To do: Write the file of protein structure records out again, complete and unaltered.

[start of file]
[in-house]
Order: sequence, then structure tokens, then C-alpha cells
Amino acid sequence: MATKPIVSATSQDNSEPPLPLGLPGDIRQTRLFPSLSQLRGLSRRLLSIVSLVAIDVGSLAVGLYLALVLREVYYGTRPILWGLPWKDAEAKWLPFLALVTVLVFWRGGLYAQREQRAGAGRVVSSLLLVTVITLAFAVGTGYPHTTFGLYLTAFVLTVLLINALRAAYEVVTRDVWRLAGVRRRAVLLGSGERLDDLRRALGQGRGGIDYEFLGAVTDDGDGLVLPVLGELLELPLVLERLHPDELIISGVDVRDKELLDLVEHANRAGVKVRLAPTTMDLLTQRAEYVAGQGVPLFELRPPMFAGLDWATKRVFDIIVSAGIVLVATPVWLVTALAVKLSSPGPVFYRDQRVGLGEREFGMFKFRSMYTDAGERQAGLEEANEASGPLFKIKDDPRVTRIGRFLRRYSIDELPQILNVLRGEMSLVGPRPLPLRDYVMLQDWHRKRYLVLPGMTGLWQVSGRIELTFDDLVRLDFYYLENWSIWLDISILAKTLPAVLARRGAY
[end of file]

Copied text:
[in-house]
Order: sequence, then structure tokens, then C-alpha cells
Amino acid sequence: MATKPIVSATSQDNSEPPLPLGLPGDIRQTRLFPSLSQLRGLSRRLLSIVSLVAIDVGSLAVGLYLALVLREVYYGTRPILWGLPWKDAEAKWLPFLALVTVLVFWRGGLYAQREQRAGAGRVVSSLLLVTVITLAFAVGTGYPHTTFGLYLTAFVLTVLLINALRAAYEVVTRDVWRLAGVRRRAVLLGSGERLDDLRRALGQGRGGIDYEFLGAVTDDGDGLVLPVLGELLELPLVLERLHPDELIISGVDVRDKELLDLVEHANRAGVKVRLAPTTMDLLTQRAEYVAGQGVPLFELRPPMFAGLDWATKRVFDIIVSAGIVLVATPVWLVTALAVKLSSPGPVFYRDQRVGLGEREFGMFKFRSMYTDAGERQAGLEEANEASGPLFKIKDDPRVTRIGRFLRRYSIDELPQILNVLRGEMSLVGPRPLPLRDYVMLQDWHRKRYLVLPGMTGLWQVSGRIELTFDDLVRLDFYYLENWSIWLDISILAKTLPAVLARRGAY